During his literary career Stephen King has published almost forty novels, about a dozen novellas, and over a hundred short stories. He has also written two non-fiction books, screenplays, e-books, and even a comic book. Stephen J. Spignesi maintains that the total body of his fiction includes an astonishing 550 individual works (The Essential Stephen King, 10). Such a prolific writer has dealt with all kinds of imaginable themes, but the question of good versus evil dominates, epitomizing and summing up the core of all of his writing. In a November 17, 1988 interview with Janet Beauliau, King argues that, above all else, he is interested in whether or not there are powers of good and evil exterior to man. While exploring the possibility of outside good and evil, he views them through God and the Devil (King in Spignesi, Essential 62). In his March 5, 1999 letter to reviewers that was included with review copies of The Girl Who Loved Tom Gordon, King maintains: "I have been writing about God - the possibility of God and the consequences for humans if God does exist - for 20 years now, ever since The Stand " (62).
In this essay I attempt to show how King portrays good and evil in his fiction. But before focusing on these notions of good and evil, let me briefly illustrate King's worldview. King has been deeply influenced by the Bible, and he professes a faith in the Christian God (King in Magistrale, Stephen King: The Second Decade 3; Underwood & Miller, Feast of Fear 64). Brought up in the atmosphere of Methodism and "fascinated by the trappings and solemnity of Catholicism" (King in Underwood & Miller, Feast 64), King has been preoccupied with religious themes throughout his writing career. Since King has repeatedly acknowledged the existence of personal good and evil forces beyond human control, it is mainly the deterministic view of man which relates him to literary naturalism, and which, according to Rod W. Horton and Herbert W. Edwards's Backgrounds of American Literary Thought, is regarded as the "most prevalent literary attitude [in the United States] during the first half of the twentieth century" (259). King came to embrace the deterministic view of the world at a very early age, because in such unpublished short stories like "The Thing at the Bottom of the Well" and "The Stranger," both written when he was a young schoolboy, it is already clearly present (Spignesi, The Lost Work of Stephen King 9).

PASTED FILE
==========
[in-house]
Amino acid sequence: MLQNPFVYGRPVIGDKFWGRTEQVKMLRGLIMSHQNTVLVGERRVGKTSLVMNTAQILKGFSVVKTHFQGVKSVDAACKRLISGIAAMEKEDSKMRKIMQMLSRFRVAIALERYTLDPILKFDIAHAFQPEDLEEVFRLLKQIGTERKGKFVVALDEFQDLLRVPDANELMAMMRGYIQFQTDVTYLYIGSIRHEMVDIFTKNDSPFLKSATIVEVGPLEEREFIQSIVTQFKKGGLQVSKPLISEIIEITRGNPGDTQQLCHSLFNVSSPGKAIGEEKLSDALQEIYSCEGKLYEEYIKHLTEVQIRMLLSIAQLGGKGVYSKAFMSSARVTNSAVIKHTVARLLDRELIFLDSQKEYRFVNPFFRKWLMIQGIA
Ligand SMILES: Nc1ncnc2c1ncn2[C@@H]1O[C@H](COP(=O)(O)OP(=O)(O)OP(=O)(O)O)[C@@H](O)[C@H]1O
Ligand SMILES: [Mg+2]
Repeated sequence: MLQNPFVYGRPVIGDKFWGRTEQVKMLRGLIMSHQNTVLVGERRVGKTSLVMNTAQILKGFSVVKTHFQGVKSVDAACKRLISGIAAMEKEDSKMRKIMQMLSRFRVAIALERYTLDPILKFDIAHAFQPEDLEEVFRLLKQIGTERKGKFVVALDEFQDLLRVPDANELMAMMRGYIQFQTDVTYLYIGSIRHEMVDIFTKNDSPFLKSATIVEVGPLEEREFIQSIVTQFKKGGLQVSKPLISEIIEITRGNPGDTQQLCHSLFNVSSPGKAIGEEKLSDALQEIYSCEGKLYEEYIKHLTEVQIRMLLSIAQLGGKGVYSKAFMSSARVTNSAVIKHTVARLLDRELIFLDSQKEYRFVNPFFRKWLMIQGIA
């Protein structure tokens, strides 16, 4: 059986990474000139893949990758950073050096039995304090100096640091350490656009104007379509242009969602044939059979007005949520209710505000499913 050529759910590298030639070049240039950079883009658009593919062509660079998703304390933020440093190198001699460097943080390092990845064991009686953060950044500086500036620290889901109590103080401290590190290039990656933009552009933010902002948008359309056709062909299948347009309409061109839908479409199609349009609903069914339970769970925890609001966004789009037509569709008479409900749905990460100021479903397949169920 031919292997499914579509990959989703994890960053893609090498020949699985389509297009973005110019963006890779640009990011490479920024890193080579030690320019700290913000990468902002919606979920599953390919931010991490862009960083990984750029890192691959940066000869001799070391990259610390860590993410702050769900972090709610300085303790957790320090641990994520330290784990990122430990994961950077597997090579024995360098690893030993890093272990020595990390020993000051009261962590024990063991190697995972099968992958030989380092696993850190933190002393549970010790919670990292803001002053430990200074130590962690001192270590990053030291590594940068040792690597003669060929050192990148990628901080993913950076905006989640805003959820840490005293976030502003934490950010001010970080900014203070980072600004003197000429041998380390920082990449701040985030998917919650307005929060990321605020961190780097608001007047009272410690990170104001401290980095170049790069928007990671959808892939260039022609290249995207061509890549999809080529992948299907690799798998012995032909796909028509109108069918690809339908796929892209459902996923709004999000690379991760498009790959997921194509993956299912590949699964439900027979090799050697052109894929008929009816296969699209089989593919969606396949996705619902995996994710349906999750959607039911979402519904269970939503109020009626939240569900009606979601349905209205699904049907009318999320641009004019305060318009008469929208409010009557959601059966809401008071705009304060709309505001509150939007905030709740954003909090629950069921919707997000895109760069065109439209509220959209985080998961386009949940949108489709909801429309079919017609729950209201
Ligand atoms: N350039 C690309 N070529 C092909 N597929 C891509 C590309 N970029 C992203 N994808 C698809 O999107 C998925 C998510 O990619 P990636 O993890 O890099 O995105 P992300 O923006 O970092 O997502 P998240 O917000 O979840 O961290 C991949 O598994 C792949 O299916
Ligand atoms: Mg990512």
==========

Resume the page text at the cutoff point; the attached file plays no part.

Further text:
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Heidi Strengell is a post-graduate student in the Department of English at the
University of Helsinki, Finland. She has just completed her doctoral
thesis entitled "The Multiverse of Stephen King: A Study of Genres."